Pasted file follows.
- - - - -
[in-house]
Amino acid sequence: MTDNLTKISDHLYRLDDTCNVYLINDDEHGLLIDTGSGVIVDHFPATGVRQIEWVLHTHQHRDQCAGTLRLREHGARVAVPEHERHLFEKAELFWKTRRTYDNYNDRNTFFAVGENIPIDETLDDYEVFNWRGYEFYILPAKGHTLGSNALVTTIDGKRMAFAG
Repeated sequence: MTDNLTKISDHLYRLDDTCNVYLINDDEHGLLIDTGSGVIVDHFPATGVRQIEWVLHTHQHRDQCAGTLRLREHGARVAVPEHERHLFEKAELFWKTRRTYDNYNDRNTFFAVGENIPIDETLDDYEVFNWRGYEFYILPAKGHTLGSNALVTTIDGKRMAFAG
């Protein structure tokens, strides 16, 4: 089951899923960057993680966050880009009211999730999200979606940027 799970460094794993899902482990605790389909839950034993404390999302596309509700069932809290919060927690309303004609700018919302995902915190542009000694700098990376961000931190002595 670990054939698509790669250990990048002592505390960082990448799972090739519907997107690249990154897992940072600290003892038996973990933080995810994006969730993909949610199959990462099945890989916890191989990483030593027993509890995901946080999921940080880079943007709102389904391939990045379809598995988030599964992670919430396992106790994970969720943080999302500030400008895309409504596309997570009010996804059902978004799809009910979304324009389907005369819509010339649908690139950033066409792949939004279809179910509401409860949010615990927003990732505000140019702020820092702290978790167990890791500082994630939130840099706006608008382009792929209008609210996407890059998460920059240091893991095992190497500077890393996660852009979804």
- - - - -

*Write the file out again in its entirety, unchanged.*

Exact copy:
[in-house]
Amino acid sequence: MTDNLTKISDHLYRLDDTCNVYLINDDEHGLLIDTGSGVIVDHFPATGVRQIEWVLHTHQHRDQCAGTLRLREHGARVAVPEHERHLFEKAELFWKTRRTYDNYNDRNTFFAVGENIPIDETLDDYEVFNWRGYEFYILPAKGHTLGSNALVTTIDGKRMAFAG
Repeated sequence: MTDNLTKISDHLYRLDDTCNVYLINDDEHGLLIDTGSGVIVDHFPATGVRQIEWVLHTHQHRDQCAGTLRLREHGARVAVPEHERHLFEKAELFWKTRRTYDNYNDRNTFFAVGENIPIDETLDDYEVFNWRGYEFYILPAKGHTLGSNALVTTIDGKRMAFAG
């Protein structure tokens, strides 16, 4: 089951899923960057993680966050880009009211999730999200979606940027 799970460094794993899902482990605790389909839950034993404390999302596309509700069932809290919060927690309303004609700018919302995902915190542009000694700098990376961000931190002595 670990054939698509790669250990990048002592505390960082990448799972090739519907997107690249990154897992940072600290003892038996973990933080995810994006969730993909949610199959990462099945890989916890191989990483030593027993509890995901946080999921940080880079943007709102389904391939990045379809598995988030599964992670919430396992106790994970969720943080999302500030400008895309409504596309997570009010996804059902978004799809009910979304324009389907005369819509010339649908690139950033066409792949939004279809179910509401409860949010615990927003990732505000140019702020820092702290978790167990890791500082994630939130840099706006608008382009792929209008609210996407890059998460920059240091893991095992190497500077890393996660852009979804």